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You’ve probably heard about Quarkus, the Supersonic Subatomic Java framework tailored for Kubernetes and containers.

We wrote an article on how to create your first Quarkus project in an Eclipse based IDE (like Red Hat CodeReady Studio).

In this article we are happy to introduce new features and improvements that have been implemented as part of the JSDT project and now available in the Neon.1 release:

  • Oomph installer for JSDT setup

  • Node.js debugger improvements

  • New JavaScript debugger

  • "Quick Access" for Gulp / Grunt tasks

  • npm scripts support

Overall, 41 bugzillas have been resolved during the Neon.1 development cycle (some of the bugs have been waiting to be fixed for more than 5 years!) Also, we would like to shed some light on our plans for the Neon.2 release.

In order to have all new JavaScript features available out-of-the-box, please, use "Eclipse IDE for JavaScript and Web Developers" / "Eclipse IDE for Java EE Developers" packages

Oomph installer for JSDT setup

Want to contribute to JSDT project but do not know how? Think that environment setup is too difficult and comprehensive? Now you can easily setup JSDT using Oomph within a few minutes! Here is a short demo video which explains how to do it:

More details about Oomph setup can be found on the following link

Node.js Debugger Improvements

Node.js support was originally implemented as part of the Eclipse Neon release. In Neon.1 debugger facilities have been significantly improved. Previously in order to change the code during the debug session one should have saved the JavaScript file, right click on it → V8 Debugging → Push Source Changes to VM. Now saving the file is just enough - new changes will be applied automatically:

node debugger hot swap

Also, there are a few important bug fixes that improve the debugging experience:

  • Bug 491735 - Terminating V8 debugger process should also kill main Node process

  • Bug 497685 - Cannot set a breakpoint in "node_modules" (Windows specific)

  • Bug 497424 - Source not found for main .js file inside node_modules

More details about Node.js support in Eclipse can be found in the article Neon and Node.js: A magical friendship!

New JavaScript Debugger

Now there is a possibility to debug JavaScript using Chrome / Chromium browser. Basically, in order to debug JavaScript one should simply right click on the html file → Debug As.. → Chrome / Chromium Debugger:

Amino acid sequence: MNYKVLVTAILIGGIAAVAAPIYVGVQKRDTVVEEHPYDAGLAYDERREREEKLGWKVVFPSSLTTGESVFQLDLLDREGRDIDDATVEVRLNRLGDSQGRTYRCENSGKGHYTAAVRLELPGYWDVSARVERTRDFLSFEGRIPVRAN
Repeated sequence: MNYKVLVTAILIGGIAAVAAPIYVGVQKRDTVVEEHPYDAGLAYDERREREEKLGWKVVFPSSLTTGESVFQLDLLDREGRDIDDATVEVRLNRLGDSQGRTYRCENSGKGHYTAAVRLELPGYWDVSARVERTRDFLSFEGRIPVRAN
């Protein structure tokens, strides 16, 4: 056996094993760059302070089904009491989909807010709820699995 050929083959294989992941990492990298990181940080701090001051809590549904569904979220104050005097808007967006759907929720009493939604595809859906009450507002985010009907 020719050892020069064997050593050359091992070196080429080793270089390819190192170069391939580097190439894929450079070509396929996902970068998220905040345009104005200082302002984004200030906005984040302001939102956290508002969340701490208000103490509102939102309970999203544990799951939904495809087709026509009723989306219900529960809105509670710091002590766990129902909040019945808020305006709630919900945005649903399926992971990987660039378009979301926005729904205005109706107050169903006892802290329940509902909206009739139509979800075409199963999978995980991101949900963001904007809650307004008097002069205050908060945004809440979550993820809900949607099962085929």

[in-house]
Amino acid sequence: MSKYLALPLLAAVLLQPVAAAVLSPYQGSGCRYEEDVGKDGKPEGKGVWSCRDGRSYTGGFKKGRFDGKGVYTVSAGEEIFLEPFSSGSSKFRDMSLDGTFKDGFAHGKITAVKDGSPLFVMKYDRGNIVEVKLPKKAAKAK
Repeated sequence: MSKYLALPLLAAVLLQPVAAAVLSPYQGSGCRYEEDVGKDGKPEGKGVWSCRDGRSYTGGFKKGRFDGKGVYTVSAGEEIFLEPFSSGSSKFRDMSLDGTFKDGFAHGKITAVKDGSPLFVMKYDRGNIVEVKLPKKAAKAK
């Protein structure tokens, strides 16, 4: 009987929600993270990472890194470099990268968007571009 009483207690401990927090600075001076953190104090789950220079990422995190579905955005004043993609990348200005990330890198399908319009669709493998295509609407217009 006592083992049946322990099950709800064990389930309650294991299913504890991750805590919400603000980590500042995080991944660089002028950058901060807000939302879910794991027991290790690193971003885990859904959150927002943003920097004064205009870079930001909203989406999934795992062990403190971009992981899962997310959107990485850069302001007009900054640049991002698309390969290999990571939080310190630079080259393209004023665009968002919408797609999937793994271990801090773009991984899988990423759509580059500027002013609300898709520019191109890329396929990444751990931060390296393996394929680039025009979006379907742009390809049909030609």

There is also a possibility of debugging JavaScript for applications running on servers using Chrome / Chromium Debugger menu item:

"Chrome / Chromium debugger" menu enabled on the server adapters will work only for maven projects in which JavaScript files are located in the "webapp" folder. However, one can always tune the source mapping logic for particular project manually and run Chrome / Chromium with the debugging port enabled. More details about manual debugger setup can be found in the following video

"Quick Access" for Grunt / Gulp tasks

Now it is possible to execute tasks via "Quick Access" - just press Cntrl + 3 / ⌘ + 3 and choose Run As Grunt / Gulp task:

gulp task quick access

npm scripts support

All npm scripts defined in the package.json can be now executed via Run As.. → npm Script context menu:

npm scripts

The output of the script command will be reflected in the "Console" view:

npm scripts console

Neon.2 Agenda

In the next release we are going to switch to the Closure compiler which is more tolerant and has better performance in comparison with currently used Esprima parser. Moreover, we are going to return broken JavaScript search facilities back to JSDT. Actually, most of the work in the search direction is already done:

Other plans are coupled with polishing Node.js / JavaScript debuggers and making the whole feature set smooth, stable and complete. If you want to have some particular bug fixed in Neon.2, please, speak up on the wtp-dev mailing list or let us know on twitter, youtube, stackoverflow etc.

Thank you!

Thank you to the contributors who made the Neon.1 release happen:

  • Patrik Suzzi

  • Esteban Dugueperoux

  • Victor Rubezhny, Red Hat

  • Gorkem Ercan, RedHat

  • Angel Misevski, RedHat

  • Shane Bryzak, RedHat

We would like to express special gratitude to the community for their feedback! We look forward to hearing your comments, remarks and proposals about new Neon.1 release.
Have fun!

Ilya Buziuk

To celebrate the release of Eclipse Neon, the Eclipse Foundation produced a webinar series with a list of 7 of the Top New & Noteworthy Features that are integral to the Eclipse Neon Release.

Amongst those webinars, Ilya and Gorkem presented the Eclipse JavaScript Development Tools (JSDT) and I presented the Docker tooling.

JSDT Tooling